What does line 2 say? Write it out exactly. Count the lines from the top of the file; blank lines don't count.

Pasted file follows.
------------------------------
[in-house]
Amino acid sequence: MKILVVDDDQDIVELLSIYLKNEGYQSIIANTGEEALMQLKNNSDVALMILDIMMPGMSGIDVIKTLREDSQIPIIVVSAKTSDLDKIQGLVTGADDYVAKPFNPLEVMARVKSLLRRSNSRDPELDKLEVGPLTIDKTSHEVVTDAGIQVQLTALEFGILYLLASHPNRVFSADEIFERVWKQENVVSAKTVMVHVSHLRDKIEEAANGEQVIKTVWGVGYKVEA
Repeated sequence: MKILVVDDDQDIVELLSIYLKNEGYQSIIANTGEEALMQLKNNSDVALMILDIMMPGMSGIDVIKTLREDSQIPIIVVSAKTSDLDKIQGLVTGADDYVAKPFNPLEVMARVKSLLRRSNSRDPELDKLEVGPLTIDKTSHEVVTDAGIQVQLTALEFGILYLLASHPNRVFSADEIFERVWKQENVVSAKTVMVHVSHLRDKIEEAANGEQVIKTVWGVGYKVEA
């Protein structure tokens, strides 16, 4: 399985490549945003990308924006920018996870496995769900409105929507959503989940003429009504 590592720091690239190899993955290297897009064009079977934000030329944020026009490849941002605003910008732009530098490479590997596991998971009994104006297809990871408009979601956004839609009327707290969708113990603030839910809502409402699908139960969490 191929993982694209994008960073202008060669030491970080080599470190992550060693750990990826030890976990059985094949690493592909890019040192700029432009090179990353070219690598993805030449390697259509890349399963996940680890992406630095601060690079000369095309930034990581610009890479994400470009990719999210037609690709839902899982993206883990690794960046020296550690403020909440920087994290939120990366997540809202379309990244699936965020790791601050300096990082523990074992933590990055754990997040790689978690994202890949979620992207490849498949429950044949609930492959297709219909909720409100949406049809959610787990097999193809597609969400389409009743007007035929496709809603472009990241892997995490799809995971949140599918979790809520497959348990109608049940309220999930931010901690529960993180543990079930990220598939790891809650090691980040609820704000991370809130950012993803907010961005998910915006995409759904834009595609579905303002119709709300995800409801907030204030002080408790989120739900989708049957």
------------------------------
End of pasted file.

Amino acid sequence: MKILVVDDDQDIVELLSIYLKNEGYQSIIANTGEEALMQLKNNSDVALMILDIMMPGMSGIDVIKTLREDSQIPIIVVSAKTSDLDKIQGLVTGADDYVAKPFNPLEVMARVKSLLRRSNSRDPELDKLEVGPLTIDKTSHEVVTDAGIQVQLTALEFGILYLLASHPNRVFSADEIFERVWKQENVVSAKTVMVHVSHLRDKIEEAANGEQVIKTVWGVGYKVEA